In Kenya it’s either you save your money in a SACCO, a Bank or purchase real property with your surplus cash.
Two decades ago, there were few banks in the country, those which existed only operated from major towns only.
This led to emergency of SACCOs in small towns to cater for the services of farmers and few individuals who wanted to save their little cash.
Over time, it has become increasingly important to have both SACCOs and Banks because people never trust their neighbors with money anymore. One worrying trend emerging from the Kenyan population, especially the middle class, is their desire to save in SACCOs than banks. There is something very important motivating them to save in the SACCOs.
Savings and Credit Cooperative Societies are important institutions in the country. One of the major reasons why most people prefer to save their money there is the huge amount of interests the money attracts. Since SACCOs are primarily not meant for posting huge profits, they do everything to make their customers happy. Once your money is in a savings bank in any SACCO, you are assured of making some cash out of it.
A friend of mine who has worked for Kenya Airways for 10 years was initially struggling to save money to buy a plot. After being initiated into Mwanda Ndege SACCO, he saved Ksh 200,000 for two years. Later, was given a loan of Ksh 700,000.He used the loan to buy a plot in Kamulu and is now building a house. What was amazing is that the loan was attracting interest rate of 1 % per month, which is son insignificant as compared to interest rates charged by local banks. Soon, he will be a proud owner of a home in Nairobi.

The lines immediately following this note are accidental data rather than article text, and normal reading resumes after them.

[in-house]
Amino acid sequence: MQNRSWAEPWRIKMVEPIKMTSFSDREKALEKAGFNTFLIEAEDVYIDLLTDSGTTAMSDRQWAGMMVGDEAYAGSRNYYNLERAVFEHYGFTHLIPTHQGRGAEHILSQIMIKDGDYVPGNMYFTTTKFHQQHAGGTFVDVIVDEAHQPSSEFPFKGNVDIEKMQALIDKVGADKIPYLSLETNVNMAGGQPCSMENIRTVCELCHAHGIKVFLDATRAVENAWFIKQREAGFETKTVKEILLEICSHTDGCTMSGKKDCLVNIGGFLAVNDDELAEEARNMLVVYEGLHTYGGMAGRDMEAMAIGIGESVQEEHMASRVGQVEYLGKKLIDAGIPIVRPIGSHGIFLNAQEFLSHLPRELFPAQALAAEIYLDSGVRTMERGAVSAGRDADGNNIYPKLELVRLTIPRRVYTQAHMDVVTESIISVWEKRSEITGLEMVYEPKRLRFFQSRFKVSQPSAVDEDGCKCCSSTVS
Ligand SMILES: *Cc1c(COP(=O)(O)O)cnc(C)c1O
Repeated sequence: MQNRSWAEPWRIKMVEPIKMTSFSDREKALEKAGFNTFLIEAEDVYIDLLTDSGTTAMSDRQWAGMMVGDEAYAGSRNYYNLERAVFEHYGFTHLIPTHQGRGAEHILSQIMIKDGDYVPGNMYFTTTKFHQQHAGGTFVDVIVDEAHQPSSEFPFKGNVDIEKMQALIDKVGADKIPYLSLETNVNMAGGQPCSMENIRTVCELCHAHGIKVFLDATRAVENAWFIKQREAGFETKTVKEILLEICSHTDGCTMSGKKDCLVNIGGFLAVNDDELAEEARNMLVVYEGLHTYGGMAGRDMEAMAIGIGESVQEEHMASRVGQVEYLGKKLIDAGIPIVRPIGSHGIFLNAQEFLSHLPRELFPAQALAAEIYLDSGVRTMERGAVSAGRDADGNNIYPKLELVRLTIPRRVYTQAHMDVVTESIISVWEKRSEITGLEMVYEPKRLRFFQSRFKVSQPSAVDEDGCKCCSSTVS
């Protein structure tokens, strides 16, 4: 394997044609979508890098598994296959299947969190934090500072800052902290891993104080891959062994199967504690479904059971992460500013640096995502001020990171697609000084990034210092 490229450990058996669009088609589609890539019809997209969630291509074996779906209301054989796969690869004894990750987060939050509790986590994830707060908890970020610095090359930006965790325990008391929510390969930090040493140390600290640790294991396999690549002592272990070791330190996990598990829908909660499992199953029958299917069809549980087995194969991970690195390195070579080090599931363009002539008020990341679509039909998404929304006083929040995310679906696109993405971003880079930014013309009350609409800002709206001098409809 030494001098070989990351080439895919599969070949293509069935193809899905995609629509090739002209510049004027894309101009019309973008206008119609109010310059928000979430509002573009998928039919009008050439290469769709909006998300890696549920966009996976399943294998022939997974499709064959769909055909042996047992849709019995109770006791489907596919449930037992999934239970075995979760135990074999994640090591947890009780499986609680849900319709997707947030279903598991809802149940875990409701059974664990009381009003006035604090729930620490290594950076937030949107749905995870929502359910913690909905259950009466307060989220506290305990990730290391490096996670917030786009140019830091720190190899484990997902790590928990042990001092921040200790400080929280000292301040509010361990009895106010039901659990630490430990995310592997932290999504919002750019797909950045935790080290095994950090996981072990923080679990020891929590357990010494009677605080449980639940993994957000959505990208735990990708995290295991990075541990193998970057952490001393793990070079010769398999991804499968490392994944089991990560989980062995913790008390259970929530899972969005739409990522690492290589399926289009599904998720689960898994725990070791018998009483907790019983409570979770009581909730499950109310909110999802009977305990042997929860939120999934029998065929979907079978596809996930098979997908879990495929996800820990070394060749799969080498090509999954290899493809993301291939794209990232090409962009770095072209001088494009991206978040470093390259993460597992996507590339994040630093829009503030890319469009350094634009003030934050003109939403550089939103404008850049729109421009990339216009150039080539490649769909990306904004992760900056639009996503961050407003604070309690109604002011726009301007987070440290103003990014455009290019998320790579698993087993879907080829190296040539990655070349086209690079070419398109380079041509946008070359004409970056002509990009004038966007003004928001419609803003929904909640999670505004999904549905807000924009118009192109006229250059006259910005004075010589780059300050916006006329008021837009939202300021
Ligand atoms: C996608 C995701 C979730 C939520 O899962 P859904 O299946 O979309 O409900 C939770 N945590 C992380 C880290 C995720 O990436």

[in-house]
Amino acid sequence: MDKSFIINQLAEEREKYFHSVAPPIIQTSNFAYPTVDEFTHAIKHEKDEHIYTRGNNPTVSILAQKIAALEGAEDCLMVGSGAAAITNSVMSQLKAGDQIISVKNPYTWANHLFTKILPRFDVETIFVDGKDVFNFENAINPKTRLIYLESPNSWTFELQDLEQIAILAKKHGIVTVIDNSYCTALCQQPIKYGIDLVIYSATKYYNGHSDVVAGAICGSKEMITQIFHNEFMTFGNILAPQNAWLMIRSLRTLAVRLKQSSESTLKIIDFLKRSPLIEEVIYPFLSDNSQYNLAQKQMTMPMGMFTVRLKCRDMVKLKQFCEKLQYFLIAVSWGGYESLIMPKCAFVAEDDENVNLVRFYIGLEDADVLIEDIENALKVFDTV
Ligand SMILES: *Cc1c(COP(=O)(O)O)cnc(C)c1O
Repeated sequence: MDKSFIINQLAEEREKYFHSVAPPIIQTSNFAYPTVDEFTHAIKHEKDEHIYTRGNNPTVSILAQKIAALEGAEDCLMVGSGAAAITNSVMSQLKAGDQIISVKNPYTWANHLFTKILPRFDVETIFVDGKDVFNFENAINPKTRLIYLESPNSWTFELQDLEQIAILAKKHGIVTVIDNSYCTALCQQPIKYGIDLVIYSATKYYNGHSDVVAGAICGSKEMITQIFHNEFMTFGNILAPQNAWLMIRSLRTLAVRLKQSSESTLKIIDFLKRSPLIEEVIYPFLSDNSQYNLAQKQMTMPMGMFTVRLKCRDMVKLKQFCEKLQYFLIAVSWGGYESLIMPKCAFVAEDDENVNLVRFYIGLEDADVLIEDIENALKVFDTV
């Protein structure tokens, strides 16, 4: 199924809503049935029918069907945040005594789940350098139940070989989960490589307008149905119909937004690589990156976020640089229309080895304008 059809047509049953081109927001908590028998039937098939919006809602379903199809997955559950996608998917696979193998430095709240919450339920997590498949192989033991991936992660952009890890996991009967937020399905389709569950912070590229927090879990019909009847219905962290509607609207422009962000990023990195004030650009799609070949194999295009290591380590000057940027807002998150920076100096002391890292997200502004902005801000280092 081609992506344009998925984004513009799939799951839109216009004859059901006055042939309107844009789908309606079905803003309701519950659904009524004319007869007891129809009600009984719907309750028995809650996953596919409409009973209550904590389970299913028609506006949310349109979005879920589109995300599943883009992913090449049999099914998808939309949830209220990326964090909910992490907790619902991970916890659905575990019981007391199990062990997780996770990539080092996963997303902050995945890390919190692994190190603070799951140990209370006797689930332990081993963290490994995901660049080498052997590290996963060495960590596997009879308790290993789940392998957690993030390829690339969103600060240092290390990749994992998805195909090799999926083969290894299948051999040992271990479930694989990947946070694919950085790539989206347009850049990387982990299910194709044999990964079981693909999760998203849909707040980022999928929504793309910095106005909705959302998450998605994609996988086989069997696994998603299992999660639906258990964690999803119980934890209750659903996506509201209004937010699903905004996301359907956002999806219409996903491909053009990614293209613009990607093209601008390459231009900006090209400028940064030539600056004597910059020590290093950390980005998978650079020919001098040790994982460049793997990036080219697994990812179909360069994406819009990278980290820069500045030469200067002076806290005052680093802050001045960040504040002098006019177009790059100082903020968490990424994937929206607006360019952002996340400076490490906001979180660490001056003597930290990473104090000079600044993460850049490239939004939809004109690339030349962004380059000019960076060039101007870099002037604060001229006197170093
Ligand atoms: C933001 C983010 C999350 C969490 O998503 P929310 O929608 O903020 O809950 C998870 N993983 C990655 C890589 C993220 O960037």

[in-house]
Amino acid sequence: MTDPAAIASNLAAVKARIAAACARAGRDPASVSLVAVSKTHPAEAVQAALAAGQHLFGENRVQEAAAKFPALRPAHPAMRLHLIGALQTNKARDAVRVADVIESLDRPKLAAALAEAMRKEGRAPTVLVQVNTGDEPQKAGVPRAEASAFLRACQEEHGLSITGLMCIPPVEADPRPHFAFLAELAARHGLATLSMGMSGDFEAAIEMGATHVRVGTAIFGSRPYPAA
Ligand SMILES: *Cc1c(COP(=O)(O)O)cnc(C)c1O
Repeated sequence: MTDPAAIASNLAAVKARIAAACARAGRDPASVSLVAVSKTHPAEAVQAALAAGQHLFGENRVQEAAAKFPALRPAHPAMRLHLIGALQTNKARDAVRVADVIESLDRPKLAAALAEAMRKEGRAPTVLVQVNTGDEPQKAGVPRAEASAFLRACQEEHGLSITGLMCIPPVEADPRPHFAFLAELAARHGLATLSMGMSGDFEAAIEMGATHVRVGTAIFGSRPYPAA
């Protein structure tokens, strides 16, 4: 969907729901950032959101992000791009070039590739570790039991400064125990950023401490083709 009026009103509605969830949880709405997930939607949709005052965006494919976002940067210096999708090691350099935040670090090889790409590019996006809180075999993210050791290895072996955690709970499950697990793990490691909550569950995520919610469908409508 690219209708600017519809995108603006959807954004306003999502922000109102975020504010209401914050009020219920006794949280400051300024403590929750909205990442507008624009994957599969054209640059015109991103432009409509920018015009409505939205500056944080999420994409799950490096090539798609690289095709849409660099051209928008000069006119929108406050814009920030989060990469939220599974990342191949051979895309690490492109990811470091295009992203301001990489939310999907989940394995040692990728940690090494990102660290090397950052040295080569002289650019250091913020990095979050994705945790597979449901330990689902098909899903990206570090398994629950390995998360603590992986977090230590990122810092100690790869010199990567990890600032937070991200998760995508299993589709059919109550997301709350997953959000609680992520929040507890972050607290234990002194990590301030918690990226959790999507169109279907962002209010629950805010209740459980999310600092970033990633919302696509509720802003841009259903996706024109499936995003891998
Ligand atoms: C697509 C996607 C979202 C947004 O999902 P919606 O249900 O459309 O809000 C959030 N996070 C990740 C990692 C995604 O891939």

SACCOS also buy land and sell it cheaply to their members. This is one thing that makes many Kenyans proud. You might get a SACCO selling a plot in Kitengela to its members at Ksh 150,000 and if you move 10 meters from the location, you will be shocked to find an individual selling a plot similar to the one owned by the SACCO at Ksh 500,000.
In 2010, one of my colleagues joined a SACCO in Nairobi. He started buying sharing worth Ksh 5,000 every month. Today, he has over shares worth over Ksh 300,000 in the SACCO. He is a happy man because each year he is assured of Christmas from the SACCO in terms of dividends. Unlike banks where shares trade at prices which ordinary Kenyan is unable to buy, shares from SACCOs are always affordable.
It’s very hard for Kenyan SACCOs to make losses. Once you have your money in a SACCO, you are assured that it’s safe and chances of making losses are minimal. I have witnessed several banks closing down because of being declared insolvent, but never have I witnessed a SACCO in Kenya going through receivership or failing to meet members’ targets.
SACCOS like Ushuru, Stima,and Harambee have grown so big that they’re threatening the existence of banks in the country.